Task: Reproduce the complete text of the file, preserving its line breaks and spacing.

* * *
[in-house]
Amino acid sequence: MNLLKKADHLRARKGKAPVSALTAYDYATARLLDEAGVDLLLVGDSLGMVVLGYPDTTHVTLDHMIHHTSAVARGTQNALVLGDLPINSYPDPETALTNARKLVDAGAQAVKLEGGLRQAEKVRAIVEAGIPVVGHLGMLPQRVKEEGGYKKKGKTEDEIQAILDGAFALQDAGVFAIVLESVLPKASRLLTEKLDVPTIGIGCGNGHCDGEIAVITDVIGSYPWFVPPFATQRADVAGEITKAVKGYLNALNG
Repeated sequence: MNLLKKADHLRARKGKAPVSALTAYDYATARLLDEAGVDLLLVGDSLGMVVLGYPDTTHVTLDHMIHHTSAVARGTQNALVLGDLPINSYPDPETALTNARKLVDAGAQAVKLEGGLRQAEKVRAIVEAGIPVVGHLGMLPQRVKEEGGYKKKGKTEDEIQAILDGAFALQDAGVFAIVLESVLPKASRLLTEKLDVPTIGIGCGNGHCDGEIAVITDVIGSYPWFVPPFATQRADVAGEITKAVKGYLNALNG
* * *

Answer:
[in-house]
Amino acid sequence: MNLLKKADHLRARKGKAPVSALTAYDYATARLLDEAGVDLLLVGDSLGMVVLGYPDTTHVTLDHMIHHTSAVARGTQNALVLGDLPINSYPDPETALTNARKLVDAGAQAVKLEGGLRQAEKVRAIVEAGIPVVGHLGMLPQRVKEEGGYKKKGKTEDEIQAILDGAFALQDAGVFAIVLESVLPKASRLLTEKLDVPTIGIGCGNGHCDGEIAVITDVIGSYPWFVPPFATQRADVAGEITKAVKGYLNALNG
Repeated sequence: MNLLKKADHLRARKGKAPVSALTAYDYATARLLDEAGVDLLLVGDSLGMVVLGYPDTTHVTLDHMIHHTSAVARGTQNALVLGDLPINSYPDPETALTNARKLVDAGAQAVKLEGGLRQAEKVRAIVEAGIPVVGHLGMLPQRVKEEGGYKKKGKTEDEIQAILDGAFALQDAGVFAIVLESVLPKASRLLTEKLDVPTIGIGCGNGHCDGEIAVITDVIGSYPWFVPPFATQRADVAGEITKAVKGYLNALNG